Every Time I Die Tattoo, Toronto ON, October 3

Every Time I Die Tattoo, Toronto ON, October 3
Photo: Kevin Jones
They say first impressions are everything, and Expire took the stage 45 minutes after their slated time. The swiftness with which they loaded in their gear straight onto the stage certainly softened the harshness of the crowd's impending judgment of the Milwaukee hardcore crew, whom many were seeing for the first time. The great thing about hardcore is that energy is basically a given, and given that the Midwest blood pumping through Expire is in the same vein of No Warning and their precursors, Madball, the songs were coursing with it.

Vocally, however, they didn't quite have the power that typically comes with yelling. Perhaps it was resultant of the long, no doubt frustrating drive or perhaps it was the fact that this last-minute show was their last on this tour, but vocalist Josh Kelting just didn't seem to care. It wasn't a derailing misstep, but for those who had seen Expire before, it was blatantly obvious that if he pushed his voice a little harder, the voice of the band could have matched the hearty stage mosh of his comrades.

Still, Expire served their purpose as they got the crowd hot. The sold-out Tattoo was pent up with anxious anticipation that burst through the floodgates when Every Time I Die's Keith Buckley started shouting, "I want to be dead with my friends," following a triumphantly symphonic introduction. "If There Is Room to Move, Things Move" was an apt follow-up, as the crowd took advantage of space left for a pit and anywhere the band's five members weren't playing to throw their bodies around the floor or off the stage; movement wasn't so much an option as imperative.

With the crowd fully wrapped around the band's collective fingers, ETID elicited what might be the loudest and proudest proclamation of, "Hey there girls, I'm a cunt," from both the male and female factions of the crow during "Bored Stiff," which the room was anything but. By the end of "Partying Is Such Sweet Sorrow," guitarist Jordan Buckley joined the crowd, springing backwards atop of them while hitting his final notes. His brother, vocalist Keith, followed the band's impressive opening salvo by pronouncing that this was the last day of the tour and he could not imagine it ending in a better way.

After a few more songs, including "The Marvelous Slut" and "Old Light," during which Keith pulled off Brian Fallon's guest vocal parts with seeming ease, the praise of Toronto continued. The frontman proclaimed Toronto as good as Buffalo in terms of people and bands, shouting out Alexisonfire, Cancer Bats, New Day Rising and Grade.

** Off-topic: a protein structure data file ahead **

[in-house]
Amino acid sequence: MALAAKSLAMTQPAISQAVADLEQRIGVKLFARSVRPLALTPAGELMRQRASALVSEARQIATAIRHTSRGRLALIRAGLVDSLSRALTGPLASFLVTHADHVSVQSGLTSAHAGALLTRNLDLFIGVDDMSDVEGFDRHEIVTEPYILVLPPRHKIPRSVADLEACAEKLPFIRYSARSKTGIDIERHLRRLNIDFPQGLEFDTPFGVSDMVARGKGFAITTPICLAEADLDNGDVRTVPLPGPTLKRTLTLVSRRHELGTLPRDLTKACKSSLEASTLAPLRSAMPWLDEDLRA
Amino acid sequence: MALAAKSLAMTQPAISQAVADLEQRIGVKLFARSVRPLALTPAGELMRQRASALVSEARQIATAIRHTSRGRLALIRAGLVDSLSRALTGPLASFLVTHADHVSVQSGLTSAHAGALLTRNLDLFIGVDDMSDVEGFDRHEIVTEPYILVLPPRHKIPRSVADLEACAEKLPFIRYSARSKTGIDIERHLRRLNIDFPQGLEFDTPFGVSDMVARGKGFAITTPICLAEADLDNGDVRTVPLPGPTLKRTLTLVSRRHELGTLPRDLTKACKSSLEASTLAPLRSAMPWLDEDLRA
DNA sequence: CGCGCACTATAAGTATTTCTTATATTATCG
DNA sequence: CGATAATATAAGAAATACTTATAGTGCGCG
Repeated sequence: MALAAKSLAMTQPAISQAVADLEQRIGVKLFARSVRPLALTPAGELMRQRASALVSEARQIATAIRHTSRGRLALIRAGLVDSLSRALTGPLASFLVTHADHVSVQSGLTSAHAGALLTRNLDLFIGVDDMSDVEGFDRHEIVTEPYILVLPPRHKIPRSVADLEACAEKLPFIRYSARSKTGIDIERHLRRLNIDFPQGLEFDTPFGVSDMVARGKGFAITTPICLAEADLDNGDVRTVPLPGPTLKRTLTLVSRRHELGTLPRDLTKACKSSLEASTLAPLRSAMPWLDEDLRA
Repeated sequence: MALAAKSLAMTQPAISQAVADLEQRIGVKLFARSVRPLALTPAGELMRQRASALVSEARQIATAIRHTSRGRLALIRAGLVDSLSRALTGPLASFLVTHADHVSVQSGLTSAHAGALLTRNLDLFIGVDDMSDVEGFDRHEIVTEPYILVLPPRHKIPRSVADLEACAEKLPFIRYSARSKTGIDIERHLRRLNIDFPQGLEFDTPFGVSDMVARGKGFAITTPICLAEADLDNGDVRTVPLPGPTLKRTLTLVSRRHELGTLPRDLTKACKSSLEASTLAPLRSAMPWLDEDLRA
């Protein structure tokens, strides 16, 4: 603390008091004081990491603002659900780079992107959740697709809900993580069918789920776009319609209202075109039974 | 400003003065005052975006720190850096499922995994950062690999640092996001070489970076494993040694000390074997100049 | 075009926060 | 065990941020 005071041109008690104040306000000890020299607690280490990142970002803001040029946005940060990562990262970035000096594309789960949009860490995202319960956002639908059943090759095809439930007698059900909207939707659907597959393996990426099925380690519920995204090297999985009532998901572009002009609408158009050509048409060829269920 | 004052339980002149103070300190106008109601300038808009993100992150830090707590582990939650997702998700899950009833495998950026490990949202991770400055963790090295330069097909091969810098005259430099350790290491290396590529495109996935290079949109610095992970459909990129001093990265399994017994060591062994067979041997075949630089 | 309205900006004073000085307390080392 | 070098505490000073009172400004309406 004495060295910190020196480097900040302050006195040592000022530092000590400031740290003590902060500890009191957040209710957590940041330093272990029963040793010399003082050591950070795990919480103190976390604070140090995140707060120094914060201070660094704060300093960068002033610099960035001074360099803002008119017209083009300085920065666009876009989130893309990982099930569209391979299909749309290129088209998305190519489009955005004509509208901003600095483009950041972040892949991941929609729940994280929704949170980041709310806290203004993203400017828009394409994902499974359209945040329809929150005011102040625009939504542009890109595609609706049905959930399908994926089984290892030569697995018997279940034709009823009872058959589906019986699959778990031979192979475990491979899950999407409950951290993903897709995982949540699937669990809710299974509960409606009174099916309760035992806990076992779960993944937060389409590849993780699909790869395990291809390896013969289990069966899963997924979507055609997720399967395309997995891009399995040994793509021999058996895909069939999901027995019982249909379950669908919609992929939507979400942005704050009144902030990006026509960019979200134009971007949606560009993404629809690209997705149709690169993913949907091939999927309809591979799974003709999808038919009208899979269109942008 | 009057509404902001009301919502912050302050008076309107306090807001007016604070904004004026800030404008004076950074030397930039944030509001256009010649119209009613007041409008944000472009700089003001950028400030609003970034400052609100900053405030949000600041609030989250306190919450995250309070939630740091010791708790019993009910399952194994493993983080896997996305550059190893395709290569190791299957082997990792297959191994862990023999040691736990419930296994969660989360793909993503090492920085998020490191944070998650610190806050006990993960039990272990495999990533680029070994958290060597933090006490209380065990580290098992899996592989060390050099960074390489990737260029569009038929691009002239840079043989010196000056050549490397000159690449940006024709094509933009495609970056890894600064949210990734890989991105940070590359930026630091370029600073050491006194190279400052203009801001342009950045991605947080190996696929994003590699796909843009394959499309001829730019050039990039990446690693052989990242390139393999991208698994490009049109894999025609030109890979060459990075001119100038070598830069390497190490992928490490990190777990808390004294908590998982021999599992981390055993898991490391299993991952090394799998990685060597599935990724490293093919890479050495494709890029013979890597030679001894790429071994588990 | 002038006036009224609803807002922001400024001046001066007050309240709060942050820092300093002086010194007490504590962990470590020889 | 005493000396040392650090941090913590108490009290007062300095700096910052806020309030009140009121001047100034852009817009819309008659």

The opener from their latest LP From Parts Unknown was a shock to the system on the album, but live it was even more so with its ravenously repeated refrain of "Blow your fucking brains out." Their classic Hot Damn! album finally got representation, with a rousing performance of "Romeo A Go-Go" sating appetites for the oldies before Keith quenched his own "Thirst" by accepting an offered beer by a fan perched atop the crowd singing along. After finishing his line, the Buckley brother pounded back the beer, while holding the mic out for benefactor to continue the song.

The band inquired who had never seen them before and after a show of hands revealed the answer, they welcomed the newbies to "the cool guys club." "The New Black" was followed by "Floater" and the suddenly all-too-topical "Ebolarama," which ETID insisted "is the stage-dive anthem of your fucking lifetime." The crowd seemed to agree.

Proclaiming themselves as celebrity matchmakers by virtue of reuniting an audience member with an errant shoe, the Buffalo boys matched the Toronto crowd with a special performance of "No Son of Mine," added into the set because it was going so well. "El Dorado" gave way to "We'rewolf," with Jordan vigorously windmilling his arm in circles every chance he got, while his partner-in-riffs Andy Williams was a rock, holding down the chaotic fort.

"Idiot" was supposed to be the last song, but Keith and a backing piano gave the crowd a bit "Moor" Every Time I Die as an encore that was closed out by "Indian Giver," during which the stage filled with what seemed like half the audience, singing along and hanging from the rafters. By the time it was over, Every Time I Die had answered their own previously-posed question of whether playing Toronto a lot would result in the metropolis getting sick of the metalcore troupe. The answer, given this show, is a resounding no.

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